One of the most clever, one of the most devious, and absolutely one of the most fun tactics to discuss is the Traffic Manipulation tactic.
This tactic leverages the fact that web traffic is asymmetric (Figure 11-21) and the content companies get to decide which of potentially many paths this relatively large proportion of traffic will flow.
Figure 11-21. The fact that small requests generate large responses can be leveraged.
In the Traffic Manipulation tactic, the content-heavy initiator (ISP A) forces its traffic to the target’s (ISP B’s) upstream transit provider, thus maximizing the financial cost to the target ISP to receive the initiator’s traffic.
To illustrate, consider Figure 11-22, where ISP A wants to peer with ISP B. Assume that the initiator ISP’s large responses normally travel through the target ISP’s peer “L,” as shown in the figure. Thus, ISP B receives ISP A traffic for free.
Figure 11-22. Initial context for Traffic Manipulation tactic.
If ISP A asks ISP B to peer, the answer will probably be “No, we already get your traffic for free through our peering arrangement with ISP L.” Rationally, ISP A does not attempt to peer with ISP B at this point.
ISP A instead forces its traffic to ISP B to go through ISP M, which is ISP B’s transit provider, causing ISP B’s transit bill to increase (Figure 11-23). I have heard stories of how this approach was amplified by using a traffic generator to replay traffic from a previous month!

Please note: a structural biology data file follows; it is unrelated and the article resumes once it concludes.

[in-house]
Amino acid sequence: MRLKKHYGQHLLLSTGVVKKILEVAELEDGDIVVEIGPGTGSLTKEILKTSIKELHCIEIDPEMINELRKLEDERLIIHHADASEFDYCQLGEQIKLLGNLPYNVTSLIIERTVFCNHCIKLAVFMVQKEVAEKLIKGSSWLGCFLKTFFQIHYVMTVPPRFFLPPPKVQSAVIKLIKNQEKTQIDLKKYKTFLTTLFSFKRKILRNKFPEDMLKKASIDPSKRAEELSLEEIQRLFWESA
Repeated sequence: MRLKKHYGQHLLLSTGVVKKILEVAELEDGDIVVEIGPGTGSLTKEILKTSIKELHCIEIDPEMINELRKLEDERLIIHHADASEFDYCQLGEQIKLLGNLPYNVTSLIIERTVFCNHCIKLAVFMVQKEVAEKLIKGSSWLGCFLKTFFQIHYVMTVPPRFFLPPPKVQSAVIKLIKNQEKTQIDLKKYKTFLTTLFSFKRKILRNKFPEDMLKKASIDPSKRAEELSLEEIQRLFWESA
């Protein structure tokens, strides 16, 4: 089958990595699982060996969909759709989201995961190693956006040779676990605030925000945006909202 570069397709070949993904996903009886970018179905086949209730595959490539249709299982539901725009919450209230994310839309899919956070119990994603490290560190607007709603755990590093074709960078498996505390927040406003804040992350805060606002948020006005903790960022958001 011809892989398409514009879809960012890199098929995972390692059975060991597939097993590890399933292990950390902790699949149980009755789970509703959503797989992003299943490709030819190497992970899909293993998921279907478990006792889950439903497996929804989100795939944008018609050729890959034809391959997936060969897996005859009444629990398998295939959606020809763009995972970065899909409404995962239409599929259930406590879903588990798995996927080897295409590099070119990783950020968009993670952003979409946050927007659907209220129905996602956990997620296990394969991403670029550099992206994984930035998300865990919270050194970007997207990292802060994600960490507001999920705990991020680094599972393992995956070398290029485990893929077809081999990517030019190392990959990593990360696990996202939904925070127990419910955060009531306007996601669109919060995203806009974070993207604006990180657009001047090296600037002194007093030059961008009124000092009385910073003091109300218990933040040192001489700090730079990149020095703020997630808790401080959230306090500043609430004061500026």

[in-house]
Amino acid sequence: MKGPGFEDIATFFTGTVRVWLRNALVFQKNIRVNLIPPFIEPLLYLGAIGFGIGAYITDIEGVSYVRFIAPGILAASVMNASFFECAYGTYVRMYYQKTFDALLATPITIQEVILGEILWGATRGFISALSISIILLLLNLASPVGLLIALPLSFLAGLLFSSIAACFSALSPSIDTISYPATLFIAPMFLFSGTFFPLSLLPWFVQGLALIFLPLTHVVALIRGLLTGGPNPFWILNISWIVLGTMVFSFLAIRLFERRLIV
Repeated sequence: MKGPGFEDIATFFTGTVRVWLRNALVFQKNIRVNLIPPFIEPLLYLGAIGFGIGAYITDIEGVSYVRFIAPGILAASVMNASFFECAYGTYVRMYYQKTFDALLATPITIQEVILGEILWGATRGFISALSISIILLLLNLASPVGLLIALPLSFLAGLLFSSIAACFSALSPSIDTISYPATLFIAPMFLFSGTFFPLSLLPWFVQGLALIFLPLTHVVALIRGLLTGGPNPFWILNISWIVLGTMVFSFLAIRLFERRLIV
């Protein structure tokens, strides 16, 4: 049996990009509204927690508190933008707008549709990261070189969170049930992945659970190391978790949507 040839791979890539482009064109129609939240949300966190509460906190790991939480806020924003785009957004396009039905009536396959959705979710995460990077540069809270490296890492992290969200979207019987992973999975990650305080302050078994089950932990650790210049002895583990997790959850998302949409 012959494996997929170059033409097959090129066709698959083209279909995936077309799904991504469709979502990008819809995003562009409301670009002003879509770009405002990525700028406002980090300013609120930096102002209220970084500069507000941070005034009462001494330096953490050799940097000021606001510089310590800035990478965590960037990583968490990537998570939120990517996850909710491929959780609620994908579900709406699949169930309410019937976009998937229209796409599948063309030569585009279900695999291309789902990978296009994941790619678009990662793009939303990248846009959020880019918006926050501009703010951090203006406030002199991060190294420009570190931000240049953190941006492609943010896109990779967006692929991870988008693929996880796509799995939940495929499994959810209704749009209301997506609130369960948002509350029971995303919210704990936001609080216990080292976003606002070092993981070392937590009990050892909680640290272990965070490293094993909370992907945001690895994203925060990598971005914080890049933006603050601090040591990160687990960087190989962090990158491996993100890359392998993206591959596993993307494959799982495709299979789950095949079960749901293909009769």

Figure 11-23. Traffic shifts during the Traffic Manipulation Tactic.
After some time elapses and lots of traffic is sent through ISP B’s transit provider ISP M, ISP A opens a dialog with ISP B. ISP B reviews the traffic analysis data and is surprised that ISP A has not appeared on the radar screen before as a potential peer (Figure 11-24). Perhaps it was a spot event, a bug in the peering analysis software. In any case, it is the peering coordinator’s job to deal with these issues rapidly and keep the transit expenses low. Seeing the great transit expense that is paid for access to this traffic, the peering decision is easy for ISP B: ISP A is clearly a large traffic peer that is expensive to access over a transit link. Peering is established with the target.
Figure 11-24. The peering request occurs after some time.
Any artificial traffic amplification stops a month or two after peering is established. Since only a small percentage of ISPs perform the traffic analysis necessary to detect this maneuver, this tactic often goes undetected.
The Traffic Manipulation tactic is most effectively deployed by Large-Scale Network-Savvy Content Providers. Since web traffic is asymmetric, the producer of the responses (the content player) has the greater ability to force a larger amount of traffic along one path or another.
Along the same lines, Avi Freedman shared anecdotes of ISPs using large web spider deployments to pull content across peering and transit sessions in order to generate inbound traffic to meet peering ratios. Similarly, transit providers often offer special deals for access-heavy ISPs to help them balance their traffic ratios. Sometimes, ISPs send traffic along circuitous paths in order to maintain peering ratios.
All of these tactics require spare capacity to handle the manipulated traffic. In addition, if the tactic is detected, the peering coordinator community is small enough that everyone in the community hears about it.
This tactic is seen in the community as “evil, clever, and antisocial,” all at the same time. Conversely, Traffic Manipulation is seen by some ISPs in the community as a perfectly valid and appropriate means to manage traffic ratio requirements for peering.